‘Credibility’ probe into US-led coalition airstrike in Mosul raised to formal investigation
"It will be a more formalized approach to really look into the details of this as much as we can to establish what happened, establish what the facts are, identify accountability and then certainly identify the lessons learned out of that," Army General Joseph Votel, the US CENTCOM commander, said during a House Armed Services Committee hearing, referring to the incident on March 17.
Dozens of civilians died as a residential building in western Mosul collapsed after a suspected airstrike carried out by the US-led coalition.
General Votel also agreed with an earlier assessment by another high-ranking US military official, Lieutenant General Steve Townsend, who commands the Combined Joint Task Force - Operation Inherent Resolve (CJTF–OIR), who said, “there is a fair chance that our operation may have contributed to these casualties.”
The CENTCOM commander went on to say that Islamic State (IS, former ISIS/ISIL) is most likely to have a hand in this tragedy. “The enemy does use human shields, has little regard for human life,” and tries to use reports of civilian casualties to hinder the Iraqi forces campaign supported by the coalition, so “they bear the responsibility for this as well,” Votel said.
He added that Islamic State is “exploiting” the US “sensitivity for civilian casualties” and expressly agreed with the statement of the Rep. Martha McSally (R-Arizona), who said that if the US doesn’t kill ISIS terrorists, they will kill more civilians.
Votel also confirmed that US forces are not going to change the rules of engagement in its fight against Islamic State in Iraq despite the risk of greater civilian casualties. Earlier, CENTCOM spokesman, Colonel John Thomas, told journalists that “General Votel is not looking into changing the way we operate other than to say our processes are good.”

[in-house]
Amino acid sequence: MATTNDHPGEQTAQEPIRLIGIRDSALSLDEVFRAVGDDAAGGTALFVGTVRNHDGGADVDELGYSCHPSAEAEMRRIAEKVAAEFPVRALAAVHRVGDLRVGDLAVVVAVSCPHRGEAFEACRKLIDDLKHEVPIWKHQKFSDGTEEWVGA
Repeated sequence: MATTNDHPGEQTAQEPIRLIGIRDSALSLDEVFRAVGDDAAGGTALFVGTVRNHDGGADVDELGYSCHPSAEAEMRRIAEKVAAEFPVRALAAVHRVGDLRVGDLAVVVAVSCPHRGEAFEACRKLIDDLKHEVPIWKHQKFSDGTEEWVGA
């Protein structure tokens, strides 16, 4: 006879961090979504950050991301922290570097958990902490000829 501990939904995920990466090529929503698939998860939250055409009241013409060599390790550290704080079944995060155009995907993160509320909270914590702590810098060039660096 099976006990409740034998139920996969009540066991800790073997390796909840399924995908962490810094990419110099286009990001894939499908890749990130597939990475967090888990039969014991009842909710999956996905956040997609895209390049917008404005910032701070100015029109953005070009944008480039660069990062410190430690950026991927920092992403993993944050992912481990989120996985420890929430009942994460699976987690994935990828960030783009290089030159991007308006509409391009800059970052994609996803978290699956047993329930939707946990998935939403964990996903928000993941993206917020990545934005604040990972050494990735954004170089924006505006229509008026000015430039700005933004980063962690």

The alleged airstrike hit western Mosul’s al-Jadida neighborhood destroying a residential building and burying dozens of people under the rubble. The Iraqi military said in a statement that 61 bodies were subsequently pulled from the ruins, while a municipal official said the death toll of the attack was as high as 240.
Meanwhile, Votel said that 284 Iraqi soldiers have been killed and 1,600 injured since the fighting started in western Mosul.
On March 25, the CJTF–OIR issued a statement, in which it admitted that the US-led coalition did carry out an airstrike targeting the area at the request of the Iraqi forces around the time when the incident happened, adding that it opened a probe into the coalition’s alleged involvement in the issue.
The Iraqi War Media Cell has meanwhile issued its own statement concerning the incident, in which it said the building was likely blown up by Islamic State terrorists’ booby traps and had not been targeted by a coalition airstrike.
Earlier, the UN expressed its “profound concern” over the “high number of civilian casualties in al-Jadida in Iraq,” referring particularly to the March 17 incident.
US-led coalition ‘knows they kill civilians, ’ says journalist, who reported from Mosul
The US-led coalition forces are fully aware that civilians are getting killed by their airstrikes in Mosul but they still favor mass bombing as it seems to be the easiest strategy to retake the city, Jurgen Todenhofer, the first western journalist, who spent ten days in the area controlled by Islamic State, told RT.
He also said the US-led coalition has not been particularly effective in defeating Islamic State as a terrorist group as it helps the Iraqi forces to seize territories from the extremists.“The civilians are bombarded almost every day," especially now, when the US-led coalition prepares for one of the biggest attacks on the Mosul old city, Todenhofer said, describing the situation in Mosul.
He said the coalition forces “use the same strategy: they bomb the parts [of the city] they want to [seize] and then the special forces from several nations enter and fight down those, who are left,” adding that “many civilians are killed” as a result of such strategy.
“In Aleppo, civilians as well as rebels and even … Al Nusra terrorists got an opportunity to leave,” he added, pointing out that “in Iraq, there was no such strategy to protect the civilians.”
The journalist went on to say that “everyone, who bombs the city, knows that they will kill civilians and the Americans know it exactly” because when the coalition hits a house it often does not know, “who exactly can be in that house, so they know exactly that they are killing civilians.”
Todenhofer added that “the number of civilians killed in Sunni cities like Tikrit, Fallujah, Ramallah … and Mosul [as a result of the coalition airstrikes] is ten times higher than the number of Islamic State fighters” and in Mosul it could well have reached 10,000.
“The Americans have been quite successful in destroying Islamic State as a state but not as a terrorist group,” he said, adding that the terrorists entrenched in western Mosul are likely to flee the city “as they have escaped from other [Iraqi] cities.”
Todenhofer said he was told that “at least 600 IS fighters now [act] as sleepers in eastern Mosul” and those, who are now fighting in the western part of the city, could flee to the desert and they would be “joined by the young people, who lost their homes and their families.”